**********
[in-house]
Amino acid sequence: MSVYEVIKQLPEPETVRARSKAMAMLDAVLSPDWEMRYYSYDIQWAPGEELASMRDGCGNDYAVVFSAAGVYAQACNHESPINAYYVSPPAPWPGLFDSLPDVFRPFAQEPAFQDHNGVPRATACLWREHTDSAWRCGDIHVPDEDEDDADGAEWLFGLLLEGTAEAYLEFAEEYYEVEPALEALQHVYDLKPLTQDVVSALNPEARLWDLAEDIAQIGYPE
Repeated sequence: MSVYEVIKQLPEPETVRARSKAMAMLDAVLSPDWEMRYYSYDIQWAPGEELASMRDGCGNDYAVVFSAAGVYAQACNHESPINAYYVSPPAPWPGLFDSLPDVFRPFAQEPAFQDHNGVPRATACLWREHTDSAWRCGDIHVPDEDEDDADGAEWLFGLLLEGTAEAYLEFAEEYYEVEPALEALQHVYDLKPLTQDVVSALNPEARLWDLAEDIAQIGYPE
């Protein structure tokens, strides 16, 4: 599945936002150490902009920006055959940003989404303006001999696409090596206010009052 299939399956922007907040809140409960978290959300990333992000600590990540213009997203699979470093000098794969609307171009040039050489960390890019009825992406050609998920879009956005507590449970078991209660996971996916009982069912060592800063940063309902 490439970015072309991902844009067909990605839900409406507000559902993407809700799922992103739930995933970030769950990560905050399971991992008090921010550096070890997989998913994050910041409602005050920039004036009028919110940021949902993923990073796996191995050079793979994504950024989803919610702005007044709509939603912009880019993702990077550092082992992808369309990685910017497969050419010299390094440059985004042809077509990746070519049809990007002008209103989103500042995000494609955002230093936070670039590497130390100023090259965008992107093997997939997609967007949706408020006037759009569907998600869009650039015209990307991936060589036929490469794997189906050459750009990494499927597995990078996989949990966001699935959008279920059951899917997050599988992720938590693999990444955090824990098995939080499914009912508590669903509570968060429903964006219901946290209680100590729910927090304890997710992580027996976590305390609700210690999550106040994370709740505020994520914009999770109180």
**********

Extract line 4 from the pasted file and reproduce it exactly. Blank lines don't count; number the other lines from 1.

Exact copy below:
């Protein structure tokens, strides 16, 4: 599945936002150490902009920006055959940003989404303006001999696409090596206010009052 299939399956922007907040809140409960978290959300990333992000600590990540213009997203699979470093000098794969609307171009040039050489960390890019009825992406050609998920879009956005507590449970078991209660996971996916009982069912060592800063940063309902 490439970015072309991902844009067909990605839900409406507000559902993407809700799922992103739930995933970030769950990560905050399971991992008090921010550096070890997989998913994050910041409602005050920039004036009028919110940021949902993923990073796996191995050079793979994504950024989803919610702005007044709509939603912009880019993702990077550092082992992808369309990685910017497969050419010299390094440059985004042809077509990746070519049809990007002008209103989103500042995000494609955002230093936070670039590497130390100023090259965008992107093997997939997609967007949706408020006037759009569907998600869009650039015209990307991936060589036929490469794997189906050459750009990494499927597995990078996989949990966001699935959008279920059951899917997050599988992720938590693999990444955090824990098995939080499914009912508590669903509570968060429903964006219901946290209680100590729910927090304890997710992580027996976590305390609700210690999550106040994370709740505020994520914009999770109180």